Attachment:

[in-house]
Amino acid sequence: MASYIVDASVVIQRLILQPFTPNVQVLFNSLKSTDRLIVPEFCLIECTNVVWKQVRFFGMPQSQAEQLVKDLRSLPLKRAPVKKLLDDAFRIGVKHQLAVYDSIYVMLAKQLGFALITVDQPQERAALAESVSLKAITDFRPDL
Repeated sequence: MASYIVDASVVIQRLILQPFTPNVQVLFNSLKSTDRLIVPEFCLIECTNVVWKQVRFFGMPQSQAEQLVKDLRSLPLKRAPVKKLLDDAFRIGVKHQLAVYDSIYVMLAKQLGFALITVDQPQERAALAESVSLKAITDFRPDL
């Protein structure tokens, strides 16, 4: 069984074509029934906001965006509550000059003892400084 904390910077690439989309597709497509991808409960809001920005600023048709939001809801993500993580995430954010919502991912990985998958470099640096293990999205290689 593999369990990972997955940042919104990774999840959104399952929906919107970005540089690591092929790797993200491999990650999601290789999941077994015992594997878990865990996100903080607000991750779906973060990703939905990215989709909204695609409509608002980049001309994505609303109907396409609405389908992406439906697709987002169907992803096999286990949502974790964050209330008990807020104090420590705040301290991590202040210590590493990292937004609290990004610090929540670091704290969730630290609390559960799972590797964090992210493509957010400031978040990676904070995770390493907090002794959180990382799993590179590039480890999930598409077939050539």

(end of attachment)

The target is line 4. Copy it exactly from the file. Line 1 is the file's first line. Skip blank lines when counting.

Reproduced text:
């Protein structure tokens, strides 16, 4: 069984074509029934906001965006509550000059003892400084 904390910077690439989309597709497509991808409960809001920005600023048709939001809801993500993580995430954010919502991912990985998958470099640096293990999205290689 593999369990990972997955940042919104990774999840959104399952929906919107970005540089690591092929790797993200491999990650999601290789999941077994015992594997878990865990996100903080607000991750779906973060990703939905990215989709909204695609409509608002980049001309994505609303109907396409609405389908992406439906697709987002169907992803096999286990949502974790964050209330008990807020104090420590705040301290991590202040210590590493990292937004609290990004610090929540670091704290969730630290609390559960799972590797964090992210493509957010400031978040990676904070995770390493907090002794959180990382799993590179590039480890999930598409077939050539």